The bilateral meeting was the second in a series of dialogues. The first dialogue was held in Delhi last year. This year’s event examined a broad range of issues of pressing concern. This included Indo-Bangladesh environmental security, as well as terrorism and radicalisation threats and its attendant implications for Indo-Bangladesh security relations. The dialogue concluded with a call for a ‘cooperative approach’ in solving bilateral problems to build an atmosphere of understanding across the region.

Indian delegates at the meeting included Air Marshal Vinod Patney, SYSM, PVSM, AVSM, VrC (Retd), Former Vice Chief of Air Staff and Delegation Leader of the Indian Air Force; and Lieutenant General Arvind Sharma, PVSM, AVSM, VSM (Retd), Former General Officer Commanding-in-Chief of the Eastern Command, among others. Leading the Bangladeshi delegation was Major-General A.N.M. Muniruzzaman (Retd), President of BIPSS. Participants from Bangladesh included Dr Syed Mahmud Ali, Former Senior Editorial Coordinator (Asia Pacific), BBC World Service; and Shafqat Munir, Research Analyst, International Centre for Political Violence and Terrorism Research (ICPVTR), Nanyang Technological University, Singapore. The bilateral meeting was also attended by experts, analysts, and think tank representatives. A dialogue report will be compiled by BIPSS and circulated to the relevant stakeholders from both countries soon.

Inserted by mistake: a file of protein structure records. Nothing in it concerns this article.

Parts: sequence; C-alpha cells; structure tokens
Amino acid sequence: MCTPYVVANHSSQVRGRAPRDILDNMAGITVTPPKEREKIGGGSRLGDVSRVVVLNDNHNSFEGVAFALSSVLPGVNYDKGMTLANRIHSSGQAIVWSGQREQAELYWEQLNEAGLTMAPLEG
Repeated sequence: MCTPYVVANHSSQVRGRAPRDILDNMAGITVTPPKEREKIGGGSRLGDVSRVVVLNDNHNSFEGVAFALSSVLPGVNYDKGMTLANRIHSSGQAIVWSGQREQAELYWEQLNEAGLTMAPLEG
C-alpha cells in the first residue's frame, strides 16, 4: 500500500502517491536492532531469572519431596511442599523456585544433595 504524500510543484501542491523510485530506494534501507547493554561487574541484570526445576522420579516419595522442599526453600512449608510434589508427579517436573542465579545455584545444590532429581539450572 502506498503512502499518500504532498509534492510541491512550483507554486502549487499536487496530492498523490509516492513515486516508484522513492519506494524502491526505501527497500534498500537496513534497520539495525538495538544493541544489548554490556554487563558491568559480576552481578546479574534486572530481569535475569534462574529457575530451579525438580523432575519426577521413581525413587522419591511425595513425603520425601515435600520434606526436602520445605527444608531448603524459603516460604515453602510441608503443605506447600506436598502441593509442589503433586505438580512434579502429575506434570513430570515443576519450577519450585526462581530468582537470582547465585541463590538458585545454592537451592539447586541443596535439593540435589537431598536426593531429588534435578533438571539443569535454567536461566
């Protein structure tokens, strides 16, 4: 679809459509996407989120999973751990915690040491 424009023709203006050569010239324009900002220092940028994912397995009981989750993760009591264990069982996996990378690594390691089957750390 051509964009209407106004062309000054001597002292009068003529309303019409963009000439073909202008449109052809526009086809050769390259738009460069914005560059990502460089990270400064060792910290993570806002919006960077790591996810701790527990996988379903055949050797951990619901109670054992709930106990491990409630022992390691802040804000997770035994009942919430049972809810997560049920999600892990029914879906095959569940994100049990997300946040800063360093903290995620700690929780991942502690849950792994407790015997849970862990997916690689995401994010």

Seminar on ‘Misrepresenting Norms and RtoP: An Alternative Norm Cascade?’

RSIS Centre for Non-Traditional Security (NTS) Studies
12 April 2010

The seminar on ‘Misrepresenting Norms and RtoP: An Alternative Norm Cascade?’, organised by the RSIS Centre for NTS Studies, inspected the development of RtoP and determined its relevance in international affairs. During the seminar, Prof. Thomas Weiss, Presidential Professor of Political Science, The City University of New York (CUNY) Graduate Center; and Director of the Ralph Bunche Institute for International Studies, investigated three cases of states’ misuse of RtoP to justify actual or potential military intervention. These cases occurred even though most in the international community questioned its invocation — except for the state citing it. The cases examined were the US and UK invasion of Iraq, the Russian invasion of South Ossetia in Georgia, and the French invocation of RtoP in Myanmar in the wake of Cyclone Nargis. Prof. Weiss contended that these cases suggest that norm misuse can assist in clarifying the concept of RtoP. Its use in these cases was contested and prompted debate, denial, and tactical concessions on RtoP. He drew on the early stages of two theoretical models: the ‘spiral’ of human rights change and the ‘cascade’ of norm development, to further explain the development of RtoP.

Click here to read the full article.

Regional Consultation on the Responsibility to Protect

RSIS Centre for Non-Traditional Security (NTS) Studies
8–9 April 2010